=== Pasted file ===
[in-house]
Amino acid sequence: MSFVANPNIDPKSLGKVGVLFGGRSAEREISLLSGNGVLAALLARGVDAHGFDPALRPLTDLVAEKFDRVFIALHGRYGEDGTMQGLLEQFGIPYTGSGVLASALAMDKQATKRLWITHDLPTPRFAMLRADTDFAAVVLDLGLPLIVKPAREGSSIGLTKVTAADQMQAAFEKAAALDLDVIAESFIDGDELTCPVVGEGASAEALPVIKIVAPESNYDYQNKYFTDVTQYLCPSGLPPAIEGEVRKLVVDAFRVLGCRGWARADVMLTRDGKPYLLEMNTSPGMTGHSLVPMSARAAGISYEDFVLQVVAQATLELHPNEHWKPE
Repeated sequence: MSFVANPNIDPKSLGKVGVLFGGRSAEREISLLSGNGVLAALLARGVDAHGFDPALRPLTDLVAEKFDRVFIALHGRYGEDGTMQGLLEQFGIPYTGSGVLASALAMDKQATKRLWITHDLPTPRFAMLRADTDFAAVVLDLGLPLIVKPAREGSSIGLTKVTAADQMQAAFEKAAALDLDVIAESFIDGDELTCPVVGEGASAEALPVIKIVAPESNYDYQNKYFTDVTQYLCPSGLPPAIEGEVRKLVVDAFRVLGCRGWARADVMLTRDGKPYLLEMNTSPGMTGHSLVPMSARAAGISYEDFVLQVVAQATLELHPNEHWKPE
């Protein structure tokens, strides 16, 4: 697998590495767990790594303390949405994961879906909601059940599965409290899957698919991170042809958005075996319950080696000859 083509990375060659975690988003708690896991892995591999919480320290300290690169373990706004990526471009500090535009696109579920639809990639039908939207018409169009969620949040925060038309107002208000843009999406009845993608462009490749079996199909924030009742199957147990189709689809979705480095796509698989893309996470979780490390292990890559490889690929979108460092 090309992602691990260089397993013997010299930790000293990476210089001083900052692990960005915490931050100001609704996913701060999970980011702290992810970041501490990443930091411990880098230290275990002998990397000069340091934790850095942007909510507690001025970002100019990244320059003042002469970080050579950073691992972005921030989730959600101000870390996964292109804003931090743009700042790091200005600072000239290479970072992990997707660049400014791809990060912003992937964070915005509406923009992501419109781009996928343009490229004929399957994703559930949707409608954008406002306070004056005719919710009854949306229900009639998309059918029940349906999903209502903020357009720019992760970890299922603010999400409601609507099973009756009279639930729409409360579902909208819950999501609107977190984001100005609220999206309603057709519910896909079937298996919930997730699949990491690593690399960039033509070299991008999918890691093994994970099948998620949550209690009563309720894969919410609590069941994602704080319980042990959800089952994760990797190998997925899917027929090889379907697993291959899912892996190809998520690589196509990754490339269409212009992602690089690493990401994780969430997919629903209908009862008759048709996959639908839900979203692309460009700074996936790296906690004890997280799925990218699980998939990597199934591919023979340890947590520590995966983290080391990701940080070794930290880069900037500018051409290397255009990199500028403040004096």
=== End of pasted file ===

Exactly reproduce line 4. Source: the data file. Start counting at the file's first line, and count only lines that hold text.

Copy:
């Protein structure tokens, strides 16, 4: 697998590495767990790594303390949405994961879906909601059940599965409290899957698919991170042809958005075996319950080696000859 083509990375060659975690988003708690896991892995591999919480320290300290690169373990706004990526471009500090535009696109579920639809990639039908939207018409169009969620949040925060038309107002208000843009999406009845993608462009490749079996199909924030009742199957147990189709689809979705480095796509698989893309996470979780490390292990890559490889690929979108460092 090309992602691990260089397993013997010299930790000293990476210089001083900052692990960005915490931050100001609704996913701060999970980011702290992810970041501490990443930091411990880098230290275990002998990397000069340091934790850095942007909510507690001025970002100019990244320059003042002469970080050579950073691992972005921030989730959600101000870390996964292109804003931090743009700042790091200005600072000239290479970072992990997707660049400014791809990060912003992937964070915005509406923009992501419109781009996928343009490229004929399957994703559930949707409608954008406002306070004056005719919710009854949306229900009639998309059918029940349906999903209502903020357009720019992760970890299922603010999400409601609507099973009756009279639930729409409360579902909208819950999501609107977190984001100005609220999206309603057709519910896909079937298996919930997730699949990491690593690399960039033509070299991008999918890691093994994970099948998620949550209690009563309720894969919410609590069941994602704080319980042990959800089952994760990797190998997925899917027929090889379907697993291959899912892996190809998520690589196509990754490339269409212009992602690089690493990401994780969430997919629903209908009862008759048709996959639908839900979203692309460009700074996936790296906690004890997280799925990218699980998939990597199934591919023979340890947590520590995966983290080391990701940080070794930290880069900037500018051409290397255009990199500028403040004096």